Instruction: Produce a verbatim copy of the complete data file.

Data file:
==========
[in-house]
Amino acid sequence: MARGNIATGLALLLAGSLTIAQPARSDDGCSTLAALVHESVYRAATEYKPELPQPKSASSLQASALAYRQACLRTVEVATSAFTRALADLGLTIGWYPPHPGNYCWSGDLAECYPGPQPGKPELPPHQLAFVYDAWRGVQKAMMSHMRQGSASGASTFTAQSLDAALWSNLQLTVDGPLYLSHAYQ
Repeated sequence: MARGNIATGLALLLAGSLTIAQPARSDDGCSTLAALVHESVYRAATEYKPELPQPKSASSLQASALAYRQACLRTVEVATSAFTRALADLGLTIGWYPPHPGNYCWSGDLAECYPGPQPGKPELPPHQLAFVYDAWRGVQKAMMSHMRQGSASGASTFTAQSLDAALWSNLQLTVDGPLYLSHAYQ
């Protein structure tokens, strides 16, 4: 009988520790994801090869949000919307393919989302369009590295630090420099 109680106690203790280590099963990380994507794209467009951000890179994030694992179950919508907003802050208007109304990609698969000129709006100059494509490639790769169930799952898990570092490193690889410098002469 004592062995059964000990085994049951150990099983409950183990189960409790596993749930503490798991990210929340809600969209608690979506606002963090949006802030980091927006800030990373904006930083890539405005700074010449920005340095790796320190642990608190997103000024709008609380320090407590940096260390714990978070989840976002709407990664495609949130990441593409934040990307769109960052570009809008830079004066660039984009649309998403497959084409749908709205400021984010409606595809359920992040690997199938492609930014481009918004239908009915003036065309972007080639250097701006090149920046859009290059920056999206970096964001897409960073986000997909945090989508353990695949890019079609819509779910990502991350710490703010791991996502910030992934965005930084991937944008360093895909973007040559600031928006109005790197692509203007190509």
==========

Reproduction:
[in-house]
Amino acid sequence: MARGNIATGLALLLAGSLTIAQPARSDDGCSTLAALVHESVYRAATEYKPELPQPKSASSLQASALAYRQACLRTVEVATSAFTRALADLGLTIGWYPPHPGNYCWSGDLAECYPGPQPGKPELPPHQLAFVYDAWRGVQKAMMSHMRQGSASGASTFTAQSLDAALWSNLQLTVDGPLYLSHAYQ
Repeated sequence: MARGNIATGLALLLAGSLTIAQPARSDDGCSTLAALVHESVYRAATEYKPELPQPKSASSLQASALAYRQACLRTVEVATSAFTRALADLGLTIGWYPPHPGNYCWSGDLAECYPGPQPGKPELPPHQLAFVYDAWRGVQKAMMSHMRQGSASGASTFTAQSLDAALWSNLQLTVDGPLYLSHAYQ
């Protein structure tokens, strides 16, 4: 009988520790994801090869949000919307393919989302369009590295630090420099 109680106690203790280590099963990380994507794209467009951000890179994030694992179950919508907003802050208007109304990609698969000129709006100059494509490639790769169930799952898990570092490193690889410098002469 004592062995059964000990085994049951150990099983409950183990189960409790596993749930503490798991990210929340809600969209608690979506606002963090949006802030980091927006800030990373904006930083890539405005700074010449920005340095790796320190642990608190997103000024709008609380320090407590940096260390714990978070989840976002709407990664495609949130990441593409934040990307769109960052570009809008830079004066660039984009649309998403497959084409749908709205400021984010409606595809359920992040690997199938492609930014481009918004239908009915003036065309972007080639250097701006090149920046859009290059920056999206970096964001897409960073986000997909945090989508353990695949890019079609819509779910990502991350710490703010791991996502910030992934965005930084991937944008360093895909973007040559600031928006109005790197692509203007190509």